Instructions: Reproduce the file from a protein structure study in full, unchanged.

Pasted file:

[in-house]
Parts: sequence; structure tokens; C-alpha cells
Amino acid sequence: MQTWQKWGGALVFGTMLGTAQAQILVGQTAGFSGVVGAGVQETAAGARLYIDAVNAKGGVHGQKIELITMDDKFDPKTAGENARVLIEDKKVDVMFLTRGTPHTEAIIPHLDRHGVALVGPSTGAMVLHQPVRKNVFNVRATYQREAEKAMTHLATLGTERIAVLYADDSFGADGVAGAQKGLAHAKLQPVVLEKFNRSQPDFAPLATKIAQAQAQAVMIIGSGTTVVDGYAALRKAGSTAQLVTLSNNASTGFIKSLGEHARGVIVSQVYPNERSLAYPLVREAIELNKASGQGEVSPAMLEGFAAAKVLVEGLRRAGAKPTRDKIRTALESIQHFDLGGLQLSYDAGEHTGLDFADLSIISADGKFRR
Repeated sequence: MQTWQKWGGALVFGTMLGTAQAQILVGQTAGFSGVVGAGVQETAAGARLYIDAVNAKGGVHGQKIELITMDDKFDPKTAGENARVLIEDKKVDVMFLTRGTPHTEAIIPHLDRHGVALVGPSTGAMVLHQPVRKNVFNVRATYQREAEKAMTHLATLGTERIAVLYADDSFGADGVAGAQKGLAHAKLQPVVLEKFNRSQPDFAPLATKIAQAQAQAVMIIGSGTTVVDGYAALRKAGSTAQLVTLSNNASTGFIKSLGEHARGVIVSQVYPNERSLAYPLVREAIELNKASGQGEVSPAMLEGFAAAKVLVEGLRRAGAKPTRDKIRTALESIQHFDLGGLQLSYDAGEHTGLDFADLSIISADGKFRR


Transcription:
[in-house]
Parts: sequence; structure tokens; C-alpha cells
Amino acid sequence: MQTWQKWGGALVFGTMLGTAQAQILVGQTAGFSGVVGAGVQETAAGARLYIDAVNAKGGVHGQKIELITMDDKFDPKTAGENARVLIEDKKVDVMFLTRGTPHTEAIIPHLDRHGVALVGPSTGAMVLHQPVRKNVFNVRATYQREAEKAMTHLATLGTERIAVLYADDSFGADGVAGAQKGLAHAKLQPVVLEKFNRSQPDFAPLATKIAQAQAQAVMIIGSGTTVVDGYAALRKAGSTAQLVTLSNNASTGFIKSLGEHARGVIVSQVYPNERSLAYPLVREAIELNKASGQGEVSPAMLEGFAAAKVLVEGLRRAGAKPTRDKIRTALESIQHFDLGGLQLSYDAGEHTGLDFADLSIISADGKFRR
Repeated sequence: MQTWQKWGGALVFGTMLGTAQAQILVGQTAGFSGVVGAGVQETAAGARLYIDAVNAKGGVHGQKIELITMDDKFDPKTAGENARVLIEDKKVDVMFLTRGTPHTEAIIPHLDRHGVALVGPSTGAMVLHQPVRKNVFNVRATYQREAEKAMTHLATLGTERIAVLYADDSFGADGVAGAQKGLAHAKLQPVVLEKFNRSQPDFAPLATKIAQAQAQAVMIIGSGTTVVDGYAALRKAGSTAQLVTLSNNASTGFIKSLGEHARGVIVSQVYPNERSLAYPLVREAIELNKASGQGEVSPAMLEGFAAAKVLVEGLRRAGAKPTRDKIRTALESIQHFDLGGLQLSYDAGEHTGLDFADLSIISADGKFRR